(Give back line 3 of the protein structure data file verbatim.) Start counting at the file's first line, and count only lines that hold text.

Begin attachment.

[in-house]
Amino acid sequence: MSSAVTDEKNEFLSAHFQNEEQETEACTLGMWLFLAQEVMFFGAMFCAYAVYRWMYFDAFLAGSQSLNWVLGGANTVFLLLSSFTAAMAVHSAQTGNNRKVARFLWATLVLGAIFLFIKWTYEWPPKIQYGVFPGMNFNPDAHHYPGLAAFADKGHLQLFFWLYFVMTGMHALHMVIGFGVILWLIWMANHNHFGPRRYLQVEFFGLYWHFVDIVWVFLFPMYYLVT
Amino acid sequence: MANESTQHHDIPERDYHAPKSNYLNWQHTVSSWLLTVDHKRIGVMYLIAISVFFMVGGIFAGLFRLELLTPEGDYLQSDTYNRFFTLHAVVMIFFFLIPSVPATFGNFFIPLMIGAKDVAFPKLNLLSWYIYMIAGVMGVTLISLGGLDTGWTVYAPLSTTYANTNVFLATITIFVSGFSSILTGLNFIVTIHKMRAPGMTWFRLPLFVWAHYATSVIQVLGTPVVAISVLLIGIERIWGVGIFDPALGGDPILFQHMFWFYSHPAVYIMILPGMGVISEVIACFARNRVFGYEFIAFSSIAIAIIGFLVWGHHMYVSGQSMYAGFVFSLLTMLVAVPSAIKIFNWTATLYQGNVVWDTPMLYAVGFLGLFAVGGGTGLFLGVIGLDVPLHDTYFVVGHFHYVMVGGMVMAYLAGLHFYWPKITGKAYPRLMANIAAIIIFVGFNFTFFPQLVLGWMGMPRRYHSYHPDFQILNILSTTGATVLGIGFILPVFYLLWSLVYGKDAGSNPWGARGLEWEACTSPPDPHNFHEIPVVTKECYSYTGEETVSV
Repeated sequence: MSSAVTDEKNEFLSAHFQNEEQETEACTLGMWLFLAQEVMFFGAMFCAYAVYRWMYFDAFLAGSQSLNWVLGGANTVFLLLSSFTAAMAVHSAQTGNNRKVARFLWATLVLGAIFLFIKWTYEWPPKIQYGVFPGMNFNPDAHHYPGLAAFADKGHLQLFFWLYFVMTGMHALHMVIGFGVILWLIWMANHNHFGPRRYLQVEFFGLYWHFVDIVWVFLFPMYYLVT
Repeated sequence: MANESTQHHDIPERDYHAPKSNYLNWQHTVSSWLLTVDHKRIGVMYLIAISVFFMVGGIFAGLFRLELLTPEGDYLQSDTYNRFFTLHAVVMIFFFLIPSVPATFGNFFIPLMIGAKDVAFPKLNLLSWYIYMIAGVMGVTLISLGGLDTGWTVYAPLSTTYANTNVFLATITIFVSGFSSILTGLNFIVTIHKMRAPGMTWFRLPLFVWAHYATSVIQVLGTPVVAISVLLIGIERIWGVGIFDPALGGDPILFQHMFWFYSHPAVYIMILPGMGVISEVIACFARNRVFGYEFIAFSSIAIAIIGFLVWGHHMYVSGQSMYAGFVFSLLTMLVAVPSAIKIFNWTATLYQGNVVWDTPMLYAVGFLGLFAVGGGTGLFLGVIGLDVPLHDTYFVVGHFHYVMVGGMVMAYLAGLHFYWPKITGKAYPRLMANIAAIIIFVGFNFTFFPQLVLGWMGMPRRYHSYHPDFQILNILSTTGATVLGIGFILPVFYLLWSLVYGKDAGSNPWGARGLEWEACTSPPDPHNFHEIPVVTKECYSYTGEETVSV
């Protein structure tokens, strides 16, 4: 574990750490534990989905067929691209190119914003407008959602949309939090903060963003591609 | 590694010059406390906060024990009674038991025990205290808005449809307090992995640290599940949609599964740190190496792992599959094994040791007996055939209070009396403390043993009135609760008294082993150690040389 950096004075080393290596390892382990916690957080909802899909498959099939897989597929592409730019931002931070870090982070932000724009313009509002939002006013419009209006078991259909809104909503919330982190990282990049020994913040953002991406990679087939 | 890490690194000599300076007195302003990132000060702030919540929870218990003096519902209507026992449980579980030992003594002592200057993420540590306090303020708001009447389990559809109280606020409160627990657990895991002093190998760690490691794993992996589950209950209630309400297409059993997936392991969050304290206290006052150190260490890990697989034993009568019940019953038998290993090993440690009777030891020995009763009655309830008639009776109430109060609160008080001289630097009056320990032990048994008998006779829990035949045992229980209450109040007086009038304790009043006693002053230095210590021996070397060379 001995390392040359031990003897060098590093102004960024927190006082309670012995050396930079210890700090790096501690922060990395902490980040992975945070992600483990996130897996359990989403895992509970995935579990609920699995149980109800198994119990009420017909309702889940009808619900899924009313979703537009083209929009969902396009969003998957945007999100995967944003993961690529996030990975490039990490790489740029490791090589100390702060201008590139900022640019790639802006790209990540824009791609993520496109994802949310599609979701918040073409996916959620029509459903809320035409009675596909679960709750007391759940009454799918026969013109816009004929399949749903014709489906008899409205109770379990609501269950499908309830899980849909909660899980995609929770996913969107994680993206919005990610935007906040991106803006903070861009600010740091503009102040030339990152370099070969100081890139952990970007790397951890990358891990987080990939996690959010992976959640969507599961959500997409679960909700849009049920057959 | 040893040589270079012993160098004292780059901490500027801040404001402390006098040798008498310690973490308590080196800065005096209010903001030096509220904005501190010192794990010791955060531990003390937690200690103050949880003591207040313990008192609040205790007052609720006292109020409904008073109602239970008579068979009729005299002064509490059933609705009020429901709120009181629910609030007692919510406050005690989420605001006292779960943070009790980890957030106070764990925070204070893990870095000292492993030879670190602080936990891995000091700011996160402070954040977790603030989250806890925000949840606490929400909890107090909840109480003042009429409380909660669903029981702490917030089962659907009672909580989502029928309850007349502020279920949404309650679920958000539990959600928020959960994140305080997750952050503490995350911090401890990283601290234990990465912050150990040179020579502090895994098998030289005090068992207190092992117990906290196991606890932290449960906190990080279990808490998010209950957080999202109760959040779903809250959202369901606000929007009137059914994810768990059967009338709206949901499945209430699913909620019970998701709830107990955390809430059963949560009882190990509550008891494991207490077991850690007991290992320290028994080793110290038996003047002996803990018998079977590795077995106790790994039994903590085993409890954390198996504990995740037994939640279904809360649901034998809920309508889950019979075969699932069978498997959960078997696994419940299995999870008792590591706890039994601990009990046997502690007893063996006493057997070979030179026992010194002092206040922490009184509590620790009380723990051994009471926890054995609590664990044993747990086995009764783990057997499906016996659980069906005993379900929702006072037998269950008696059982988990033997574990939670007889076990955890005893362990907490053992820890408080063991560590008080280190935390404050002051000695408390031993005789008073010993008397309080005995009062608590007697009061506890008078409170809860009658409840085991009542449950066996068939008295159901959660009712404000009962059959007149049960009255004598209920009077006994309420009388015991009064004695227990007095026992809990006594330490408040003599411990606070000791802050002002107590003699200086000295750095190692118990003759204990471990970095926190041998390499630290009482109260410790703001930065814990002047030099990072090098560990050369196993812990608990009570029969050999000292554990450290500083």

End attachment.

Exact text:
Amino acid sequence: MANESTQHHDIPERDYHAPKSNYLNWQHTVSSWLLTVDHKRIGVMYLIAISVFFMVGGIFAGLFRLELLTPEGDYLQSDTYNRFFTLHAVVMIFFFLIPSVPATFGNFFIPLMIGAKDVAFPKLNLLSWYIYMIAGVMGVTLISLGGLDTGWTVYAPLSTTYANTNVFLATITIFVSGFSSILTGLNFIVTIHKMRAPGMTWFRLPLFVWAHYATSVIQVLGTPVVAISVLLIGIERIWGVGIFDPALGGDPILFQHMFWFYSHPAVYIMILPGMGVISEVIACFARNRVFGYEFIAFSSIAIAIIGFLVWGHHMYVSGQSMYAGFVFSLLTMLVAVPSAIKIFNWTATLYQGNVVWDTPMLYAVGFLGLFAVGGGTGLFLGVIGLDVPLHDTYFVVGHFHYVMVGGMVMAYLAGLHFYWPKITGKAYPRLMANIAAIIIFVGFNFTFFPQLVLGWMGMPRRYHSYHPDFQILNILSTTGATVLGIGFILPVFYLLWSLVYGKDAGSNPWGARGLEWEACTSPPDPHNFHEIPVVTKECYSYTGEETVSV